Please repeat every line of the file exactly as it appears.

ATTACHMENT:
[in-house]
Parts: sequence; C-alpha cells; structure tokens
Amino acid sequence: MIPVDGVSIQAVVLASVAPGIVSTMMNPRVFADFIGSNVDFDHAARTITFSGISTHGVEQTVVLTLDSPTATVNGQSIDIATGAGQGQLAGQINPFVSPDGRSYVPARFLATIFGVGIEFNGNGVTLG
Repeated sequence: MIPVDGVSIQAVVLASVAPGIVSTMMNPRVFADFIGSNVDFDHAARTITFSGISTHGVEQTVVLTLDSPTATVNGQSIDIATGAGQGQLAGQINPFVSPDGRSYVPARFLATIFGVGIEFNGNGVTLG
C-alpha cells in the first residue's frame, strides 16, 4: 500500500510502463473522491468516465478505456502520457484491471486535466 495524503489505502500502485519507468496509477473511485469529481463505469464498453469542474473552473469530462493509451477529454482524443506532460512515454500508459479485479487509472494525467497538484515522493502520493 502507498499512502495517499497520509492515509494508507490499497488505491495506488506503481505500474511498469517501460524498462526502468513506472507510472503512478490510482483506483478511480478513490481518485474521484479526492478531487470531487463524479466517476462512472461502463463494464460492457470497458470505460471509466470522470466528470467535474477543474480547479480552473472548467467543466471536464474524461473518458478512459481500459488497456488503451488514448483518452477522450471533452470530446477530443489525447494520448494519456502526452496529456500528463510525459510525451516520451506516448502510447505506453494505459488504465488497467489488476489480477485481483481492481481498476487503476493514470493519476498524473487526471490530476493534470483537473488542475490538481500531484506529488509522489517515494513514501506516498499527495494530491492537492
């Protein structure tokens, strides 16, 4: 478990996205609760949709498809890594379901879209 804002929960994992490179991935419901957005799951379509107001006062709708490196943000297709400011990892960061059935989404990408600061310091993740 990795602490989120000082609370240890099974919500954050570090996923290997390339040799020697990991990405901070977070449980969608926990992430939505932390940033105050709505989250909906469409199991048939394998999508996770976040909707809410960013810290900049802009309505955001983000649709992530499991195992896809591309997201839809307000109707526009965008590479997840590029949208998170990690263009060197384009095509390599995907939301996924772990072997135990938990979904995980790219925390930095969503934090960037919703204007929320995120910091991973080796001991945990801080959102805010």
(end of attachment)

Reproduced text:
[in-house]
Parts: sequence; C-alpha cells; structure tokens
Amino acid sequence: MIPVDGVSIQAVVLASVAPGIVSTMMNPRVFADFIGSNVDFDHAARTITFSGISTHGVEQTVVLTLDSPTATVNGQSIDIATGAGQGQLAGQINPFVSPDGRSYVPARFLATIFGVGIEFNGNGVTLG
Repeated sequence: MIPVDGVSIQAVVLASVAPGIVSTMMNPRVFADFIGSNVDFDHAARTITFSGISTHGVEQTVVLTLDSPTATVNGQSIDIATGAGQGQLAGQINPFVSPDGRSYVPARFLATIFGVGIEFNGNGVTLG
C-alpha cells in the first residue's frame, strides 16, 4: 500500500510502463473522491468516465478505456502520457484491471486535466 495524503489505502500502485519507468496509477473511485469529481463505469464498453469542474473552473469530462493509451477529454482524443506532460512515454500508459479485479487509472494525467497538484515522493502520493 502507498499512502495517499497520509492515509494508507490499497488505491495506488506503481505500474511498469517501460524498462526502468513506472507510472503512478490510482483506483478511480478513490481518485474521484479526492478531487470531487463524479466517476462512472461502463463494464460492457470497458470505460471509466470522470466528470467535474477543474480547479480552473472548467467543466471536464474524461473518458478512459481500459488497456488503451488514448483518452477522450471533452470530446477530443489525447494520448494519456502526452496529456500528463510525459510525451516520451506516448502510447505506453494505459488504465488497467489488476489480477485481483481492481481498476487503476493514470493519476498524473487526471490530476493534470483537473488542475490538481500531484506529488509522489517515494513514501506516498499527495494530491492537492
């Protein structure tokens, strides 16, 4: 478990996205609760949709498809890594379901879209 804002929960994992490179991935419901957005799951379509107001006062709708490196943000297709400011990892960061059935989404990408600061310091993740 990795602490989120000082609370240890099974919500954050570090996923290997390339040799020697990991990405901070977070449980969608926990992430939505932390940033105050709505989250909906469409199991048939394998999508996770976040909707809410960013810290900049802009309505955001983000649709992530499991195992896809591309997201839809307000109707526009965008590479997840590029949208998170990690263009060197384009095509390599995907939301996924772990072997135990938990979904995980790219925390930095969503934090960037919703204007929320995120910091991973080796001991945990801080959102805010």